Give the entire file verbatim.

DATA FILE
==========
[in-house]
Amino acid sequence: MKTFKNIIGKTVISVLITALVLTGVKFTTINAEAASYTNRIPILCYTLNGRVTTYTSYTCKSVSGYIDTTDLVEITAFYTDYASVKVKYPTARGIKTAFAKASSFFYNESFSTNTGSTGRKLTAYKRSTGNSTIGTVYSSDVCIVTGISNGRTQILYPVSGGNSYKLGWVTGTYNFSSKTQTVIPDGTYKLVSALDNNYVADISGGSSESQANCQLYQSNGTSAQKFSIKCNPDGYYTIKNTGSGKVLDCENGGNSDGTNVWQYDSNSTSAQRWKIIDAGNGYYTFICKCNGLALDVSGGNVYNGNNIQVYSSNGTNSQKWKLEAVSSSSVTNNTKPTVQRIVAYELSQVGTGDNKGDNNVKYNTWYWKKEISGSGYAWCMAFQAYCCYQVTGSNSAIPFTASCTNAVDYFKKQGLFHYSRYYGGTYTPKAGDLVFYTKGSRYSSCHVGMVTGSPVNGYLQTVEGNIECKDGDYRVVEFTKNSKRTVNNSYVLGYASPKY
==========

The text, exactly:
[in-house]
Amino acid sequence: MKTFKNIIGKTVISVLITALVLTGVKFTTINAEAASYTNRIPILCYTLNGRVTTYTSYTCKSVSGYIDTTDLVEITAFYTDYASVKVKYPTARGIKTAFAKASSFFYNESFSTNTGSTGRKLTAYKRSTGNSTIGTVYSSDVCIVTGISNGRTQILYPVSGGNSYKLGWVTGTYNFSSKTQTVIPDGTYKLVSALDNNYVADISGGSSESQANCQLYQSNGTSAQKFSIKCNPDGYYTIKNTGSGKVLDCENGGNSDGTNVWQYDSNSTSAQRWKIIDAGNGYYTFICKCNGLALDVSGGNVYNGNNIQVYSSNGTNSQKWKLEAVSSSSVTNNTKPTVQRIVAYELSQVGTGDNKGDNNVKYNTWYWKKEISGSGYAWCMAFQAYCCYQVTGSNSAIPFTASCTNAVDYFKKQGLFHYSRYYGGTYTPKAGDLVFYTKGSRYSSCHVGMVTGSPVNGYLQTVEGNIECKDGDYRVVEFTKNSKRTVNNSYVLGYASPKY